Obviously, with the Pixel 8’s release date so far away, there isn’t much to go on in the way of new components, designs, or features. However, there are some rumors, and the main one is focused on the chipsets that will be used in the next models.


The most recent and detailed leak so far comes from OnLeaks (via Smartprix ), which has exclusively shown the design of the Pixel 8 Pro from all angles, showing a similar but modified design compared to its predecessor. The main change is the move from a curved screen to a flat one, which will supposedly be 6.52 inches, smaller than the 7 Pro’s 6.7-inch screen.

The website also reports that the phone will measure 162.6×76.5×8.7mm (12mm with camera bar) and is notable that the camera module now has a single oval for all cameras, while the 7 Pro has a separate section for the telephoto lens.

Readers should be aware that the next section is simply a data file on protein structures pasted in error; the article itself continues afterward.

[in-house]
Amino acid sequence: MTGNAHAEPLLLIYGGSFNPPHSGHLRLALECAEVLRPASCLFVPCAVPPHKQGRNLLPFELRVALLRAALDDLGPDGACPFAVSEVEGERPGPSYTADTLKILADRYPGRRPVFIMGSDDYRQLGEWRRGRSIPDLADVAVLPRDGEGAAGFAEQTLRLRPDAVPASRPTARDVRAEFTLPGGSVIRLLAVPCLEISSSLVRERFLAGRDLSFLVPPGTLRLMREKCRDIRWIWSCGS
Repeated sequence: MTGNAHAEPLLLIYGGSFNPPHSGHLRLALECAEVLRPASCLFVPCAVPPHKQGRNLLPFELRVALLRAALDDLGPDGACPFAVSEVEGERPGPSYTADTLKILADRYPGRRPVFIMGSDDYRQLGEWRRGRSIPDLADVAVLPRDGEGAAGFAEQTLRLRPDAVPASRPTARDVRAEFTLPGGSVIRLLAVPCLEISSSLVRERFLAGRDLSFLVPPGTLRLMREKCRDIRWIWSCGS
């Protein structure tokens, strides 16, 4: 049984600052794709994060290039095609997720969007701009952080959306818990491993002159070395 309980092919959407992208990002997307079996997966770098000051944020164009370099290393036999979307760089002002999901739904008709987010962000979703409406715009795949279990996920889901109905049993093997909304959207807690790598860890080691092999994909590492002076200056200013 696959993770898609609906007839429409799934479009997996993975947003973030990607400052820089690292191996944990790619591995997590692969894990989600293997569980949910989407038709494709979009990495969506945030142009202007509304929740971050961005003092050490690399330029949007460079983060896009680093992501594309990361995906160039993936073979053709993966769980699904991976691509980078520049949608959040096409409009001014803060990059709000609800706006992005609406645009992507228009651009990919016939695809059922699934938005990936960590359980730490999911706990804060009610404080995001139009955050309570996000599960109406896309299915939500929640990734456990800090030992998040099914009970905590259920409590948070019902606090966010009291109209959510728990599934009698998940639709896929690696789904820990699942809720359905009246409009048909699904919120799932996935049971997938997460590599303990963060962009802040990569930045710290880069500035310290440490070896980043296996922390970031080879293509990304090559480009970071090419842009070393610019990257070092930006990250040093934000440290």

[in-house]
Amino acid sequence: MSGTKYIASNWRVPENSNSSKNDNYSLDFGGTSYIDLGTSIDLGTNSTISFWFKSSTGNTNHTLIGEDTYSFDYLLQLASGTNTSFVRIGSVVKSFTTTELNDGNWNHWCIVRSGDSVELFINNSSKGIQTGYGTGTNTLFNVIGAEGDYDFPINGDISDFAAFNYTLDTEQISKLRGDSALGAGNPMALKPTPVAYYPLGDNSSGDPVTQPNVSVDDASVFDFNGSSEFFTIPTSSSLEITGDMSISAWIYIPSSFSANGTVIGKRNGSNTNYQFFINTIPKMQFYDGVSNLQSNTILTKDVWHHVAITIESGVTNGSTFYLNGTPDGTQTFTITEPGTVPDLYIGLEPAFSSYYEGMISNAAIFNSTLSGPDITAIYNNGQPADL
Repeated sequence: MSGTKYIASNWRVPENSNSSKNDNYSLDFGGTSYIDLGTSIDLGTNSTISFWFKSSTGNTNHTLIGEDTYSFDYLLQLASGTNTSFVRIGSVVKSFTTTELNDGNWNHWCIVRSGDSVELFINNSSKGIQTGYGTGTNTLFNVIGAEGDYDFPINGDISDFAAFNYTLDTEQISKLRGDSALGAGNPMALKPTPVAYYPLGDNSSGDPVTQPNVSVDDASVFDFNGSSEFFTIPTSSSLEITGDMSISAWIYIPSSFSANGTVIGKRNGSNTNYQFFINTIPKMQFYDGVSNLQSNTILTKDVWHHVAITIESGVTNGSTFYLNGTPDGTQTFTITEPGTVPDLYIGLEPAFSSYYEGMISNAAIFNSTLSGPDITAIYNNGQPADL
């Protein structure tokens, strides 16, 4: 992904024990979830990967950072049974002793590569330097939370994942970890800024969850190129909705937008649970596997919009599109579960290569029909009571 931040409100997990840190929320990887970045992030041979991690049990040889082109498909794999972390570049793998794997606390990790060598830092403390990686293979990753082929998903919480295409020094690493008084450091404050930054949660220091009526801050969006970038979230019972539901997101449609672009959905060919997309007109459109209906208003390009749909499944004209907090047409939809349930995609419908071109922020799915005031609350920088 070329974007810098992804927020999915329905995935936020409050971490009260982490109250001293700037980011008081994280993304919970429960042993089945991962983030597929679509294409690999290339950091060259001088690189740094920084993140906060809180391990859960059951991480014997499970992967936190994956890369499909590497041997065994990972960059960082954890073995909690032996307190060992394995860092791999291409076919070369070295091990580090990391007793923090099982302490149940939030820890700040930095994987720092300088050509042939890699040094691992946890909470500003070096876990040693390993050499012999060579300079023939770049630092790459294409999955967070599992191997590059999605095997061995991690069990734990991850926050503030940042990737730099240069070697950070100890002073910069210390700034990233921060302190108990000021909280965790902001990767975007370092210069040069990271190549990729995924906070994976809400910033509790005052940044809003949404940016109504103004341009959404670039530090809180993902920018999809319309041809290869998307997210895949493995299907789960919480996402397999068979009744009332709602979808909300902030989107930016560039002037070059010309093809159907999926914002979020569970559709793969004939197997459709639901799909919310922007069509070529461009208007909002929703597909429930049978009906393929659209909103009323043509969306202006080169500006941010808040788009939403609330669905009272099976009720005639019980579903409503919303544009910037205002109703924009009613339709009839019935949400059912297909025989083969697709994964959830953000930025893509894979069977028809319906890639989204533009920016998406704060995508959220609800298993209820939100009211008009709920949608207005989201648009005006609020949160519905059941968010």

The new addition below the flash is currently unknown and could be a fourth camera as a macro lens or it could just as well be where the autofocus and other minor sensors will live.

It’s a similar story with the regular Pixel 8 with OnLeaks partnering with MySmartPrice this time around. The phone features fewer changes than the Pro model, with a design almost identical to the Pixel 7.

The phone will be smaller, at 150.5 x 70.8 x 8.9mm, but the biggest news – or should we say smaller – is that the screen will drop from 6.3 inches to 5.8 inches.


The Dutch website GalaxyClub has reported that work on the third generation of Google’s Tensor chipset is already well advanced, which means it should accompany the launch of the Pixel 8. According to this article, Samsung will once again be the manufacturer, with a chip bearing the code S5P9865 already appearing on test boards This follows the naming sequence used with the previous Tensor 1 and 2 processors, respectively numbered S5P9845 and S5P9855.